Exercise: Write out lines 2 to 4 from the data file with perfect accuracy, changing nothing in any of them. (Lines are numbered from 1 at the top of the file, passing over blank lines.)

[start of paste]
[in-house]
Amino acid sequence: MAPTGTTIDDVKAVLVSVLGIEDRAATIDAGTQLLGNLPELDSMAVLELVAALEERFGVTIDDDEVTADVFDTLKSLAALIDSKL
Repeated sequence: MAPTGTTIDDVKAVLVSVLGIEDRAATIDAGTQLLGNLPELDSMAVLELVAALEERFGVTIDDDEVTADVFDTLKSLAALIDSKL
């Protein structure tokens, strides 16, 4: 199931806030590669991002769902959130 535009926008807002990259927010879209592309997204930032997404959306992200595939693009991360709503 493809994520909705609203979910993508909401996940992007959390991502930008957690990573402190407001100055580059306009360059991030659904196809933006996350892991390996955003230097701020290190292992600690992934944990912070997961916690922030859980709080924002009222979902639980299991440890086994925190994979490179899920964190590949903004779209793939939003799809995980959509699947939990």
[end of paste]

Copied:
Amino acid sequence: MAPTGTTIDDVKAVLVSVLGIEDRAATIDAGTQLLGNLPELDSMAVLELVAALEERFGVTIDDDEVTADVFDTLKSLAALIDSKL
Repeated sequence: MAPTGTTIDDVKAVLVSVLGIEDRAATIDAGTQLLGNLPELDSMAVLELVAALEERFGVTIDDDEVTADVFDTLKSLAALIDSKL
């Protein structure tokens, strides 16, 4: 199931806030590669991002769902959130 535009926008807002990259927010879209592309997204930032997404959306992200595939693009991360709503 493809994520909705609203979910993508909401996940992007959390991502930008957690990573402190407001100055580059306009360059991030659904196809933006996350892991390996955003230097701020290190292992600690992934944990912070997961916690922030859980709080924002009222979902639980299991440890086994925190994979490179899920964190590949903004779209793939939003799809995980959509699947939990």